Starting a Solo 401(k) plan in 2022 has even more benefits than it did in 2021. The Solo 401(K) plan is designed specifically for the self-employed or a small business with no full-time employees (over 1000) other than the other(s) or the spouse(s). There are many features of the plan that make it so appealing and popular among self-employed business owners. However, the ability to make high annual maximum contributions is probably the most popular Solo 401(k) plan feature.
- For 2022, one can save a lot more money for retirement with a Solo 401(k) plan
- One can contribute as both the employee and the employer to a Solo 401(k)
- The plan remains the best retirement savings vehicle for the self-employed and owner-only businesses
Maximum Solo 401(k) Plan Contribution
In general, a Solo 401(k) plan consists of two components: (i) employee deferrals and (ii) employer profit sharing contributions. First, there is the elective deferral which is the contribution you make as the employee. The second type of contribution for a Solo 401(k) is the employer contribution, which is a percentage of your self-employment income or your schedule C if you’re a single member LLC or sole proprietor.
For 2021, the maximum aggregate solo 401(k) plan contribution, including employee deferrals and employer profit sharing contributions is $58,000 if under the age of 50 and $65,500 if age 50 or older.
For 2022, the maximum aggregate Solo 401(k) plan contribution, including employee deferrals and employer profit sharing contributions, is $61,000 if under the age of 50 and $67,500 if age 50 or older.
Employee Elective Deferrals
For 2021, the maximum Solo 401(k) plan employee deferral contribution is $19,500 or $26,000 if age 50+. Based on your plan documents, employee deferrals can be made in pretax or Roth.
For 2022, the maximum Solo 401(k) plan employee deferral contribution is $20,500 or $27,000 if at least age 50. Again, based on your plan documents, employee deferrals can be made in pretax or Roth.
Employee deferrals are 100% elective. The due date for making employee deferrals is based on the type of business that adopted the Solo 401(k) plan. Sole proprietors and single member LLCs have until the filing of the 1040 tax return to make deferrals. Whereas, owner/employees of partnerships and corporations must elect to make employee deferral contributions by December 31.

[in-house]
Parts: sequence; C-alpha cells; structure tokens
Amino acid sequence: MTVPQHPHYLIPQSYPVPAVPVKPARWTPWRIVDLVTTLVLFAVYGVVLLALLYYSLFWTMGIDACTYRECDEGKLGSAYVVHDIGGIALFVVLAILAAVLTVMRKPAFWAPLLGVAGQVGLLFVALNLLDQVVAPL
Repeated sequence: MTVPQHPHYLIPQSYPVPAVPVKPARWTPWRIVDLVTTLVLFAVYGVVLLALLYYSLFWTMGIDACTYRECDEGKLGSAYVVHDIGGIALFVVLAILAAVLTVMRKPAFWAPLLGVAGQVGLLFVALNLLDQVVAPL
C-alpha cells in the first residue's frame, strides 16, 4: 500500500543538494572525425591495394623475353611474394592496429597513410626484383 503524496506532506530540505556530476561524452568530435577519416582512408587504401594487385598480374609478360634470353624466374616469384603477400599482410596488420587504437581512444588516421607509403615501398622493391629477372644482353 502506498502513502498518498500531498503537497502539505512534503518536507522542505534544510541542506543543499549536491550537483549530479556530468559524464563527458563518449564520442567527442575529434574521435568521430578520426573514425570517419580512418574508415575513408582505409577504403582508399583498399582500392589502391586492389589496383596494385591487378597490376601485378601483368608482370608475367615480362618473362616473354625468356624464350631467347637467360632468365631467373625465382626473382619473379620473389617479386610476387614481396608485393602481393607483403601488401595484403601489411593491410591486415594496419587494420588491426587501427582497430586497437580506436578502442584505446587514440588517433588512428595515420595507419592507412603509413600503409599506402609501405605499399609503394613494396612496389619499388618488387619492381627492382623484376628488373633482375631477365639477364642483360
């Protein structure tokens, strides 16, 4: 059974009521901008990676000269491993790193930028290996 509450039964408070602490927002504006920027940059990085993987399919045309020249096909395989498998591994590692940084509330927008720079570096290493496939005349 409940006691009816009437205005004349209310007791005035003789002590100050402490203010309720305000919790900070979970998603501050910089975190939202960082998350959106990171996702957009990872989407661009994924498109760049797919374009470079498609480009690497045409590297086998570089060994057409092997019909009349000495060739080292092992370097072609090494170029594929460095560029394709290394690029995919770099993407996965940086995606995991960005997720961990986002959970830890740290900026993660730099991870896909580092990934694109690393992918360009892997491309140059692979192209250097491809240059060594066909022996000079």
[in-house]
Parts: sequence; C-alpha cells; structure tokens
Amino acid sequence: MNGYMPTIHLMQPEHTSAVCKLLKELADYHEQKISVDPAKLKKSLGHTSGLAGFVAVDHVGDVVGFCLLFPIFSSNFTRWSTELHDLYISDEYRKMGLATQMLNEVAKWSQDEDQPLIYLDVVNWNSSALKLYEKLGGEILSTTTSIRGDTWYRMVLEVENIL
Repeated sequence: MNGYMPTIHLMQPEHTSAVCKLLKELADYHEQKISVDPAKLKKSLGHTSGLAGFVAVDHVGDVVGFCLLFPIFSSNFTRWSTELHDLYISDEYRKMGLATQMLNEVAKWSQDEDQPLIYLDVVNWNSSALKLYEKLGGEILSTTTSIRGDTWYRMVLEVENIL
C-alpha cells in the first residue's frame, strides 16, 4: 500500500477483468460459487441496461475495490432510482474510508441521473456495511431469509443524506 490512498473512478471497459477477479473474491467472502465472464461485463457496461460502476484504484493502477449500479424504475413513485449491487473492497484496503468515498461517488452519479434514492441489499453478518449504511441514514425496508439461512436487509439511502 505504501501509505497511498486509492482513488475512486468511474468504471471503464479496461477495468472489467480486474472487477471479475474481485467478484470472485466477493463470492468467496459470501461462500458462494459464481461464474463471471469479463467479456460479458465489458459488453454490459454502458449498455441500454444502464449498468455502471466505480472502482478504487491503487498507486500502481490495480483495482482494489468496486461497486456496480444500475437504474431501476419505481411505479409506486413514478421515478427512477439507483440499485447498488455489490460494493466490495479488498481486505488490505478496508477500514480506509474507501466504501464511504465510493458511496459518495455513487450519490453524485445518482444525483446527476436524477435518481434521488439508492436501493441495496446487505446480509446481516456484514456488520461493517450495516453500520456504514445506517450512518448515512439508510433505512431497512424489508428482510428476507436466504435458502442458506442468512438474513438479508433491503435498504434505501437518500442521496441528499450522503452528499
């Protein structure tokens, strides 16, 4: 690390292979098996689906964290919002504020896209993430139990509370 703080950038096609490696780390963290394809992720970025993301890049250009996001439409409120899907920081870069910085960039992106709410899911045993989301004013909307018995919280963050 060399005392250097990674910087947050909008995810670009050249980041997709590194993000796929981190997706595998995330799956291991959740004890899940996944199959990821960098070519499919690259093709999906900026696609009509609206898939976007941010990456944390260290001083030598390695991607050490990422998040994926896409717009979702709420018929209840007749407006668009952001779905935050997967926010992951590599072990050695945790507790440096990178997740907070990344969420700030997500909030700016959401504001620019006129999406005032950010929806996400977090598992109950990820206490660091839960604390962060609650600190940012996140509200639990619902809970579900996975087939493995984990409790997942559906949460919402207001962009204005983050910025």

Employer Profit-Sharing Contributions
Employer profit sharing contributions are a percentage based on each eligible plan participants compensation. For a sole proprietor or a single member LLC, the maximum employer profit sharing contribution percentage is 20%. However, for a C or S corporation earning a W-2, the maximum employer profit sharing contribution percentage is 25%. Employer profit sharing contributions must be made in pretax, but can be converted to Roth.
Employer profit sharing contributions are due when the business return is filed.
Important Tips to Remember
- It’s important to note, you cannot defer more than you earn in compensation during the taxable year. For example, if you earned $15,000 in W-2 income, you cannot make employee deferrals or employer profit sharing contributions in excess of that amount.
- To determine the exact amount you can contribute to a solo 401(k) based on your income amount, check out our solo 401(k) plan contribution calculator
- You can establish a Solo 401(k) plan for a part-time business even if you have a full-time job that offers a plan. However, the amount you will be permitted to contribute to the plan may be limited based on your income from the part-time business as well as based on contributions made to your employer plan.
- Not all Solo 401(k) plans are the same. The free plan you may receive from a bank or brokerage firm will likely not offer Roth options, a $50,000 loan feature, alternative asset investments, as well as require you to handle all plan IRS filing requirements
- The difference between a SEP IRA and a Solo 401(k) plan is that a SEP IRA is a pure profit sharing plan and a Solo 401(k) plan also includes an employee deferral component, plus a catch-up, Roth option, and a loan option. For example, if one makes $40,000 and is self-employed and over the age of 50, a the maximum SEP IRA contribution would be $8,000. Whereas, for 2022, the maximum Solo 401(k) plan contribution would be $35,000 ($27,000 employee deferrals + $8,000 employer profit sharing contribution).
- Below is a table the summarizes the maximum Solo 401(k) plan & IRA contribution limits for 2022 versus 2021:
|Solo 401(k)||SEP IRA||Traditional IRA||Roth IRA||SIMPLE IRA|
|2022||$61,000 or $67,500 if at least age 50||$61,000||$6,000 or $7,000 if at least age 50||$6,000 or $7,000 if at least age 50||$14,000 + $3,000 catch-up if at least age 50|
|2021||$58,000 of $64,500 if at least age 50||$58,000||$6,000 or $7,000 if at least age 50||$6,000 or $7,000 if at least age 50||$13,500 + $3,000 catch-up if at least age 50|
If you are self-employed, the Solo 401(k) is the best retirement plan you can establish this year. The high contribution limits, which have been increased significantly this year, is one of the major benefits of the plan. Plus, the Roth option, loan feature, and the ability to invest in alternative assets, make it a must have for everyone eligible.
If you have any type of self-employed income, you should consider starting up a plan for yourself. Of course, you should first determine the features you want to have, and then find the right provider to work with.